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Baseball cards found in Ohio attic sell for $566,000

Aug 3, 2012, 10:15 AM EDT

stack of money

Last month we had a post about the remarkably pristine collection of early 1900s baseball cards discovered in an Ohio attic, which experts speculated could fetch as much as $3 million.

The first batch of those cards was auctioned off last night at the annual National Sports Collectors Convention in Baltimore and a 37-card lot sold for $566,132, including $239,000 for the Honus Wagner card pictured below.

source:

As a kid I attended the National Sports Collectors Convention with my dad a handful of times and it’s a pretty amazing event for anyone into card collecting, so I can only imagine the scene there as “gem mint” 1910 cards of Ty Cobb, Honus Wagner, and Cy Young were drawing bids for a half-million dollars.

In all there are 700 cards, nearly all of them in perfect condition, and the Associated Press reports that “Heritage Auctions plans to sell most of the Ohio cards over the next two of three years through auctions.” And the money will be split 20 ways among members of the Hench family in Defiance, Ohio.

  1. keithbangedyermom - Aug 3, 2012 at 10:40 AM

    That’s a great haul, but ten years ago it would have been worth 3m easily. People don’t collect cards like they used to. its a dying hobby.

    • 1baseballfan - Aug 3, 2012 at 10:52 AM

      It’s only a “dying hobby” insofar as the economy is dying. Many collectables have diminished in market value since 2007. When the economy comes back so will they.

      • mybrunoblog - Aug 3, 2012 at 11:20 AM

        Maybe this is the new economy.
        As for the baseball cards they may very well get their 3 million$…they only sold part of the collection. Obviously they don’t want to flood the market so they are being smart. Sell he cards little by little over the next few years.

  2. pkswally024 - Aug 3, 2012 at 11:07 AM

    When?

  3. thefalcon123 - Aug 3, 2012 at 11:23 AM

    I collected about 9,000 baseball Cards between the years of 1988 and 1995. Now, the cynics out there say that this was the time when baseball cards were over-produced and that all these cards will never be worth anything…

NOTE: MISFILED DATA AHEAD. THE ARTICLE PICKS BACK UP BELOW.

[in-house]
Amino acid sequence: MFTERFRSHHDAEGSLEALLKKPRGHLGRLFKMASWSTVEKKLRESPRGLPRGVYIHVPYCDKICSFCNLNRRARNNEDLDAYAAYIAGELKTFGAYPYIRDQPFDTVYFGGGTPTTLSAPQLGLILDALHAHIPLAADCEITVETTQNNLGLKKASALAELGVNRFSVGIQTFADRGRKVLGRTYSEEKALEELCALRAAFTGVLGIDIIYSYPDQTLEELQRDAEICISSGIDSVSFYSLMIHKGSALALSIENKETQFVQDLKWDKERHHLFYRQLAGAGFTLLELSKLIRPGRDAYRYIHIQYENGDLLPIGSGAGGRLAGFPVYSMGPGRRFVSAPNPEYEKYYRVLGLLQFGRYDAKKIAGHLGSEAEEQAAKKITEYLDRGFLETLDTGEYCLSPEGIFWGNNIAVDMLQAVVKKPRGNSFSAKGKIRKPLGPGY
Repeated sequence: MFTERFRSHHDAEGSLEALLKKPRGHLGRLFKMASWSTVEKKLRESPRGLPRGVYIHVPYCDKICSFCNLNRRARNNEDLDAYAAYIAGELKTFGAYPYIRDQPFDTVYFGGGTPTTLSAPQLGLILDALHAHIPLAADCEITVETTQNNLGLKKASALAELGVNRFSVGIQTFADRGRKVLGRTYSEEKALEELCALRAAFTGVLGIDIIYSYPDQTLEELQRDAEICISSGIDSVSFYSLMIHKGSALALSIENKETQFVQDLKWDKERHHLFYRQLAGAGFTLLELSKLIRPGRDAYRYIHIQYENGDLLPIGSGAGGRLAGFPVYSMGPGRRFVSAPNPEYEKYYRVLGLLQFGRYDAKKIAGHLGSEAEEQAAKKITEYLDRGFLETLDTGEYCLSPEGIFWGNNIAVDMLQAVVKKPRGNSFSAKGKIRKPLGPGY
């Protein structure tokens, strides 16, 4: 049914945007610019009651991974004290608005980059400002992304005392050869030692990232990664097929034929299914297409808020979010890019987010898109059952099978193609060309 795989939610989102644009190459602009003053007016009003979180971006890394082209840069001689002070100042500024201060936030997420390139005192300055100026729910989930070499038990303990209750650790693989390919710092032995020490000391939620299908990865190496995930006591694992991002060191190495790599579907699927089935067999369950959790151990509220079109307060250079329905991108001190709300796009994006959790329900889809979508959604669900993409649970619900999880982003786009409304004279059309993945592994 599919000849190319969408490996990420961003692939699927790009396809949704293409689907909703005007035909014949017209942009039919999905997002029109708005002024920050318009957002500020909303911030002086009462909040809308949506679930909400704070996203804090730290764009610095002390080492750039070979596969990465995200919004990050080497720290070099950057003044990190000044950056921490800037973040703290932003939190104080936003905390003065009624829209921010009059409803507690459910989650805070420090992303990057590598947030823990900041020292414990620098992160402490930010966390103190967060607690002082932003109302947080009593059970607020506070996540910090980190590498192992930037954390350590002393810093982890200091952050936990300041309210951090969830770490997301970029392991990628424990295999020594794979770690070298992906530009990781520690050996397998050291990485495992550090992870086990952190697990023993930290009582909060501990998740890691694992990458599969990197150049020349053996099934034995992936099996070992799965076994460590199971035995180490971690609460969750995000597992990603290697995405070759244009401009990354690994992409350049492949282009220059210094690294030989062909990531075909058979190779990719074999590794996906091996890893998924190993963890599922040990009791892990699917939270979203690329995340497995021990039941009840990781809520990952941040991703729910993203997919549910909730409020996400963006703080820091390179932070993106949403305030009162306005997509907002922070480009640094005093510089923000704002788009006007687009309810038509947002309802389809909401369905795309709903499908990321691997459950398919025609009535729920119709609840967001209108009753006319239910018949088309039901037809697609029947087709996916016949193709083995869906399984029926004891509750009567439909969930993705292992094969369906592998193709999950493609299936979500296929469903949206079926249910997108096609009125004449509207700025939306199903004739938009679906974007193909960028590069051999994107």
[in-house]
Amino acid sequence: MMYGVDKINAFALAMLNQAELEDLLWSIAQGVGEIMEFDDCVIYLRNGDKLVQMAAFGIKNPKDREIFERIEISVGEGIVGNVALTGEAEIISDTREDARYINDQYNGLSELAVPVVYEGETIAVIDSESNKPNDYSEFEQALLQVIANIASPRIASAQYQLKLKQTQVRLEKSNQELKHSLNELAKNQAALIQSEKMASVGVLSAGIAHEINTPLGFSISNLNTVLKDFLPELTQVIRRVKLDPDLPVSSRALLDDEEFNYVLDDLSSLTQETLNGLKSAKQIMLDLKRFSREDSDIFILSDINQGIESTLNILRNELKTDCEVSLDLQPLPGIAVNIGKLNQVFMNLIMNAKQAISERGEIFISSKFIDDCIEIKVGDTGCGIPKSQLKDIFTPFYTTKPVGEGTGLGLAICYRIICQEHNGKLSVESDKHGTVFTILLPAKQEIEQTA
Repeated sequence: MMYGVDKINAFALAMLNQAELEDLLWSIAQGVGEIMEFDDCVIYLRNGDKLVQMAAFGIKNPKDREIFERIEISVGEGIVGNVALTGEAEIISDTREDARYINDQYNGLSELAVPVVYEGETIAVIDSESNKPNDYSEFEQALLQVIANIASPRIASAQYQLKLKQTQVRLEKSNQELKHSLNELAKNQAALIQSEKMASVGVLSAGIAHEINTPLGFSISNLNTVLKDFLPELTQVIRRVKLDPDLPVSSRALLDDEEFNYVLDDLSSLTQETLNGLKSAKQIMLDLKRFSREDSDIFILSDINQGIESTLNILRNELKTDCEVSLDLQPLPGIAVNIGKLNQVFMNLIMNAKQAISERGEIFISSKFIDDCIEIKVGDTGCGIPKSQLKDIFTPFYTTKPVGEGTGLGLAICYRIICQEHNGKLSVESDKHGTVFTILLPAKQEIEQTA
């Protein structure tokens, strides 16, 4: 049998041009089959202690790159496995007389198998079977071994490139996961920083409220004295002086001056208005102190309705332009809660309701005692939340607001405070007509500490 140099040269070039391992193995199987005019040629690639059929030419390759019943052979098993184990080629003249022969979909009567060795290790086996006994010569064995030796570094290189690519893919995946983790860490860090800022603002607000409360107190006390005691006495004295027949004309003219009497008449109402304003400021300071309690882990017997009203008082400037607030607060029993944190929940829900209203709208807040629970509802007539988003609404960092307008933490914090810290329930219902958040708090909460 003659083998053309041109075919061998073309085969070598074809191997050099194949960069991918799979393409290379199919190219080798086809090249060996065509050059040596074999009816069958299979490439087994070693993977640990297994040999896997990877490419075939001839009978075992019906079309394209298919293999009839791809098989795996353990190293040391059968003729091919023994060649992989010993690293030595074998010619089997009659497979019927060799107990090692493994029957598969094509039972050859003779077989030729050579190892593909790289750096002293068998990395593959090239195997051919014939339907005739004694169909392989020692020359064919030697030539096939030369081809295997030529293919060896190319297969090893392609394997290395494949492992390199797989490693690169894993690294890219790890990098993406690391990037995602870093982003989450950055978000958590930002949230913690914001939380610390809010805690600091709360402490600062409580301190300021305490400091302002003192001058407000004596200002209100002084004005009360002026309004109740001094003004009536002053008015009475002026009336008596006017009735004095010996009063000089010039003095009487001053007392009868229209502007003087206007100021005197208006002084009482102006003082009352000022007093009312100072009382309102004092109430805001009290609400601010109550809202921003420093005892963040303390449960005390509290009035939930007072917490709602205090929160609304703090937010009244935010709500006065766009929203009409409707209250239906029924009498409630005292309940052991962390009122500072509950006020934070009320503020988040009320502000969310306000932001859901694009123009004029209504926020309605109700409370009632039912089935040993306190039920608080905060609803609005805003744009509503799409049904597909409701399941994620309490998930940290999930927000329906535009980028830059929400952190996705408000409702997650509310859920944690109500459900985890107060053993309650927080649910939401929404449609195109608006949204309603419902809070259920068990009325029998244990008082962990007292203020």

…but I say my 1988 Topps Danny Tartabull will fetch at least 2 bits by the next decade I do.

  4. ningenito78 - Aug 3, 2012 at 11:35 AM

    A family selling off a dead family member’s baseball card collection in DEFIANCE, Ohio. That’s just awesome.

    • stlouis1baseball - Aug 3, 2012 at 11:42 AM

      I hear you ningenito. But this is sort of a different story. You should check it out.
      In a nutshell…
      The family’s Great Grandfather (or possibly Uncle I can’t remember) was a Butcher and he used to get these Cards from his vendors. He didn’t know what he had…or what to do with them.
      He essentially stored them away and forgot all about them.
      After is Daughter died they cleaned out the house…and…baseball card heaven.

      • jimeejohnson - Aug 3, 2012 at 1:27 PM

        Ever watch Antiques Roadshow? People discover that some of their forgotten about possessions are worth a small fortune. Baseball card collecting is as American as apple pie. You gotta love it.

  5. tcostant - Aug 3, 2012 at 2:28 PM

    What: $239,000 for the Honus Wagner.

    If I know I could have gotten a Honus Wagner for less the a quarter of a million, I would have bid. What a bargin.

    • thefalcon123 - Aug 3, 2012 at 5:13 PM

      If I know I could have gotten a Honus Wagner for less than a quarter of a million, I would ask would mug you for that money and then bid. Failing that, ask if they’d except a trade in of a 2007 Subaru with a mysterious check engine light issue.

  6. mqcarpenter - Aug 3, 2012 at 7:36 PM

    This is a fantastic story. A first for this blog!

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